Carter rules out intervention on milk prices

Minister of Agriculture David Carter.  Photo / Christine Cornege
Minister of Agriculture David Carter. Photo / Christine Cornege

Agriculture Minister David Carter has ruled out government intervention to keep milk prices down.

He said the Government would not provide subsidies to New Zealand consumers, and high international prices would benefit the economy.

"New Zealand is a country that exports at least 95 per cent of everything that it produces," he said.

"This higher pricing of all our commodities - milk, meat, wool, vegetables etc - means more money flows into the New Zealand economy, which means more money being available for domestic consumers."

On Thursday, Carter asked officials for a report to look at whether the market was competitive and whether one operator wasn't "gaming New Zealand consumers".

Green Party food spokeswoman Sue Kedgley today called on the Government to set up a full Commerce Commission inquiry into dairy pricing.

Consumer New Zealand has also called for a full investigation.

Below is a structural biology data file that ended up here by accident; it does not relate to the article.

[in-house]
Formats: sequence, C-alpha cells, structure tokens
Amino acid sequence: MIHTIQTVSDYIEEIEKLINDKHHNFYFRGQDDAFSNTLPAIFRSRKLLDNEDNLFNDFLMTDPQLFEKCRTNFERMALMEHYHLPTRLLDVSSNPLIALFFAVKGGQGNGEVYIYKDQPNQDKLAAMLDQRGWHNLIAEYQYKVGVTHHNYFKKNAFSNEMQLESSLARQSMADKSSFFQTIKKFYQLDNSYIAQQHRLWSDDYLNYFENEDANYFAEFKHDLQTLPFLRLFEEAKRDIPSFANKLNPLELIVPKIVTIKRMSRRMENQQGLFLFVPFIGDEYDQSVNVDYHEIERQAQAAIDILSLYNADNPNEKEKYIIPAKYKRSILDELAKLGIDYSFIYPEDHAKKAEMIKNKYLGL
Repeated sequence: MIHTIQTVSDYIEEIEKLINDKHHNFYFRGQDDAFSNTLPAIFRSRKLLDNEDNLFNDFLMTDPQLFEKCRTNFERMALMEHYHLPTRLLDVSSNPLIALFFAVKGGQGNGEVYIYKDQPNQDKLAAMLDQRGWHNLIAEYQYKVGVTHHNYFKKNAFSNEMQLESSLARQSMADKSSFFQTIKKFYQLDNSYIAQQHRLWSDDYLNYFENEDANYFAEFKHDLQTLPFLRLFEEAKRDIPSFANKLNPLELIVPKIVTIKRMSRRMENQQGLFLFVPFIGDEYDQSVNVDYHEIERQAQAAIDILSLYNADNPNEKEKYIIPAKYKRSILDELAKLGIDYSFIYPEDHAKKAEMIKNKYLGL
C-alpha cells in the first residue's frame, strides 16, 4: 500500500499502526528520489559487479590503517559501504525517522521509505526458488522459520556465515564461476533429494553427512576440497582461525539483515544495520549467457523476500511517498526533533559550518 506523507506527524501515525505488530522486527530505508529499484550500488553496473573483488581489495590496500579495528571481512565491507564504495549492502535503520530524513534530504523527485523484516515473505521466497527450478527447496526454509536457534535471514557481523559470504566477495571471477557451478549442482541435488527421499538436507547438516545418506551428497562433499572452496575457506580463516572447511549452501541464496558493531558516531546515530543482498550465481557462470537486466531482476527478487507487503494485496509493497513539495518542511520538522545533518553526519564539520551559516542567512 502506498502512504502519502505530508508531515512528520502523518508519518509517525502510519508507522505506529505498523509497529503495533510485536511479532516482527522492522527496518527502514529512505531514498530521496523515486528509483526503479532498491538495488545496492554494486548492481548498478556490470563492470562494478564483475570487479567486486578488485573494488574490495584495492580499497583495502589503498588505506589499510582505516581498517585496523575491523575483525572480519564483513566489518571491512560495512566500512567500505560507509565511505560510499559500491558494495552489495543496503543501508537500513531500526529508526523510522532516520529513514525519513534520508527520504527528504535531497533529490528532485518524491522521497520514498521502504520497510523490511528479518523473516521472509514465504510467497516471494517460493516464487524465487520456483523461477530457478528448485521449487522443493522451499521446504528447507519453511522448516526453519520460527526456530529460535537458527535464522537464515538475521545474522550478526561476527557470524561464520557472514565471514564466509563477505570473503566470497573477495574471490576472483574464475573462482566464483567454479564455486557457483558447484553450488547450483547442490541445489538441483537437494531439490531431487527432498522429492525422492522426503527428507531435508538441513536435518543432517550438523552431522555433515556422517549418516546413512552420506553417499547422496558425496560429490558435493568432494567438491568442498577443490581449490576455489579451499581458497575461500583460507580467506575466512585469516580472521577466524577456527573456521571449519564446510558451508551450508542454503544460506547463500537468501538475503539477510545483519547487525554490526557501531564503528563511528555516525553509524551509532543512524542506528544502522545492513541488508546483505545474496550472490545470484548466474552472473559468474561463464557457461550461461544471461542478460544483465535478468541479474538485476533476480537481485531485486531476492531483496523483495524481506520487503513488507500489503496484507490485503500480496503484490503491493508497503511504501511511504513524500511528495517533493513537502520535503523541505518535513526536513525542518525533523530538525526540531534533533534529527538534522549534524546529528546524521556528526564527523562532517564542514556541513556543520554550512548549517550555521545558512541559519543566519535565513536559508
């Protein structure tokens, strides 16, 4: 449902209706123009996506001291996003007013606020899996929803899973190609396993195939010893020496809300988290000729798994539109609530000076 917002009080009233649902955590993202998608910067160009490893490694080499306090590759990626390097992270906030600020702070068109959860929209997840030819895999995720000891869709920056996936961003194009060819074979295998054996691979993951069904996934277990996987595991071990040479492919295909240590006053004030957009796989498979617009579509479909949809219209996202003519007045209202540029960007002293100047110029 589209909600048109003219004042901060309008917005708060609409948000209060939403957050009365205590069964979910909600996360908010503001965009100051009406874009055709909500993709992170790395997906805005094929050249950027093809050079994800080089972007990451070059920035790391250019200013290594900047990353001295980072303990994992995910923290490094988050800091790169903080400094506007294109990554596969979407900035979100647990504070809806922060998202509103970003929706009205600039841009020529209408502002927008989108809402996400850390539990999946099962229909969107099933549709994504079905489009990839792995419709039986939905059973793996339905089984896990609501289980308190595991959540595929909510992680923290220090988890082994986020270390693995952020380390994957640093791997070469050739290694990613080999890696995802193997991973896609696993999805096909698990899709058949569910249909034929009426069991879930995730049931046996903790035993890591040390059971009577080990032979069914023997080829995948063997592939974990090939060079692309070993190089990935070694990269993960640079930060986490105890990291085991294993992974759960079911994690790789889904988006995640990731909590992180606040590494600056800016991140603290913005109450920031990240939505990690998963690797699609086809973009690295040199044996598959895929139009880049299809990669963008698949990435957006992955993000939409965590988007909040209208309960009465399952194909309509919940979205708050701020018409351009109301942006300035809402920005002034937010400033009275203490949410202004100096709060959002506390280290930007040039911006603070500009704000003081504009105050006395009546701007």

"The Green Party believes such an inquiry is long overdue," Ms Kedgley said. "There isn't any real scrutiny of retail prices and how they are set in New Zealand.

"We need much greater transparency into the pricing practices of the grocery retail sector, especially in areas like dairy where there is very little real competition."

Kedgley said the inquiry should investigate claims by farmers that they receive less than 30 per cent of the price of milk and why high international dairy prices are to blame for rising prices.

But Carter said an inquiry was not necessary at this point.

"Let's wait and get the report that I've called for, which at least will give us some indication as to how the competitive market is working," he said.

Fonterra on Friday announced it would freeze domestic milk prices until the end of the year after widespread criticism that milk had become unaffordable for many families.

However, the dairy co-operative's decision has baffled some in the dairy industry, who say it is unnecessary and could "end in tears".

Countdown, Woolworths and Foodtown supermarkets pledged to freeze their milk price for the rest of the year.

Foodstuffs - which covers Pak'nSave, New World and Four Square stores nationwide - yesterday said it would freeze its prices as long as suppliers did.

- NZPA

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